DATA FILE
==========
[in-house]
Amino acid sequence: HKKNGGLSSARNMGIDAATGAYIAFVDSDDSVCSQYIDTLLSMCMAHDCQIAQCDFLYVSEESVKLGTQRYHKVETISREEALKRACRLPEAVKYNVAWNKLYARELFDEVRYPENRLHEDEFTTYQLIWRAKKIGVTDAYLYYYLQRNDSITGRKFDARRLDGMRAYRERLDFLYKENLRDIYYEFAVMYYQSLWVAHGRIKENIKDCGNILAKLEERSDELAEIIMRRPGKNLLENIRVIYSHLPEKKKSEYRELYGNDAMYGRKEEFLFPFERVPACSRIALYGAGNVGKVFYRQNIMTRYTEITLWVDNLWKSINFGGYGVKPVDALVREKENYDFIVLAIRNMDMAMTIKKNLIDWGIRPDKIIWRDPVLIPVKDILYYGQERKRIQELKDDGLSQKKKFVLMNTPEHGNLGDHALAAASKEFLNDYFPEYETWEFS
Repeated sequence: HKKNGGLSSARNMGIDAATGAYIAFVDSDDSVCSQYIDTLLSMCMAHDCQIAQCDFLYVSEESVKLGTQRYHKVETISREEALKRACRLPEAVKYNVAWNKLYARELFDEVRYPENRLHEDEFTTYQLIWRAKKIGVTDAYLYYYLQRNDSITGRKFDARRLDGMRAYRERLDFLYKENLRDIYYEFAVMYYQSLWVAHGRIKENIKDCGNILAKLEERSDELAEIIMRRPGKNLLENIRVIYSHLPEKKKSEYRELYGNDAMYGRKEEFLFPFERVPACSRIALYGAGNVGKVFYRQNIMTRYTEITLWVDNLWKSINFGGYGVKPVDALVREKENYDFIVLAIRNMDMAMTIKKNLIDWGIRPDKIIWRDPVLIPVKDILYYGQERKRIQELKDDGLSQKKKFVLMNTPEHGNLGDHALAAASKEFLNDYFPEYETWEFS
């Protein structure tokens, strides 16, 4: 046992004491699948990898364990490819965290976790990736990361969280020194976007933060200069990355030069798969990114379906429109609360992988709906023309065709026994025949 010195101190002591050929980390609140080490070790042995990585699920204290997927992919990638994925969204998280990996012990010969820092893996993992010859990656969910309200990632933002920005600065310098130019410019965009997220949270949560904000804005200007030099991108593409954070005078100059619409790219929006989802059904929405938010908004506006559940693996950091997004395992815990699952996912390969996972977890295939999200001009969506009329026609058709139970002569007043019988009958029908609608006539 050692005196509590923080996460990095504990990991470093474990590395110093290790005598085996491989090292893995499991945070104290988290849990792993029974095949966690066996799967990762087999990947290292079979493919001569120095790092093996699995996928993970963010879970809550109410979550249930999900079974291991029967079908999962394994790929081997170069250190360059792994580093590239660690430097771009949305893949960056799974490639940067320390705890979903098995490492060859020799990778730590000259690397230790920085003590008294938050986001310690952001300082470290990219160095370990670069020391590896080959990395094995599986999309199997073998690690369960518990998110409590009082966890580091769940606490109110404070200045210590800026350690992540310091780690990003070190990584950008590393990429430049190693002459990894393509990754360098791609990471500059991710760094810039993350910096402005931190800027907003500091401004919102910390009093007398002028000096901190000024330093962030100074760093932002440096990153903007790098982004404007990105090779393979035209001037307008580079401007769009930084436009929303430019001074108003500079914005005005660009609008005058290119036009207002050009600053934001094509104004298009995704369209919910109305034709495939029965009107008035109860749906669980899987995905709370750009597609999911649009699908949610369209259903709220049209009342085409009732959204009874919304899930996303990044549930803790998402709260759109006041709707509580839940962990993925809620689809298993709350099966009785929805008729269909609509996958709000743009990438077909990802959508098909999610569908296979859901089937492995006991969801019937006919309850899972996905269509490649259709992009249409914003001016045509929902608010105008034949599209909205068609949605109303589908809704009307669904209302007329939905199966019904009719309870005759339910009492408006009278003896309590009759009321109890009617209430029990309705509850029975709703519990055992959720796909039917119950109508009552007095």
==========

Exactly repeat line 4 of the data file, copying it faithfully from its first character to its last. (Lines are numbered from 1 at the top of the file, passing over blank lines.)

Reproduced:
């Protein structure tokens, strides 16, 4: 046992004491699948990898364990490819965290976790990736990361969280020194976007933060200069990355030069798969990114379906429109609360992988709906023309065709026994025949 010195101190002591050929980390609140080490070790042995990585699920204290997927992919990638994925969204998280990996012990010969820092893996993992010859990656969910309200990632933002920005600065310098130019410019965009997220949270949560904000804005200007030099991108593409954070005078100059619409790219929006989802059904929405938010908004506006559940693996950091997004395992815990699952996912390969996972977890295939999200001009969506009329026609058709139970002569007043019988009958029908609608006539 050692005196509590923080996460990095504990990991470093474990590395110093290790005598085996491989090292893995499991945070104290988290849990792993029974095949966690066996799967990762087999990947290292079979493919001569120095790092093996699995996928993970963010879970809550109410979550249930999900079974291991029967079908999962394994790929081997170069250190360059792994580093590239660690430097771009949305893949960056799974490639940067320390705890979903098995490492060859020799990778730590000259690397230790920085003590008294938050986001310690952001300082470290990219160095370990670069020391590896080959990395094995599986999309199997073998690690369960518990998110409590009082966890580091769940606490109110404070200045210590800026350690992540310091780690990003070190990584950008590393990429430049190693002459990894393509990754360098791609990471500059991710760094810039993350910096402005931190800027907003500091401004919102910390009093007398002028000096901190000024330093962030100074760093932002440096990153903007790098982004404007990105090779393979035209001037307008580079401007769009930084436009929303430019001074108003500079914005005005660009609008005058290119036009207002050009600053934001094509104004298009995704369209919910109305034709495939029965009107008035109860749906669980899987995905709370750009597609999911649009699908949610369209259903709220049209009342085409009732959204009874919304899930996303990044549930803790998402709260759109006041709707509580839940962990993925809620689809298993709350099966009785929805008729269909609509996958709000743009990438077909990802959508098909999610569908296979859901089937492995006991969801019937006919309850899972996905269509490649259709992009249409914003001016045509929902608010105008034949599209909205068609949605109303589908809704009307669904209302007329939905199966019904009719309870005759339910009492408006009278003896309590009759009321109890009617209430029990309705509850029975709703519990055992959720796909039917119950109508009552007095």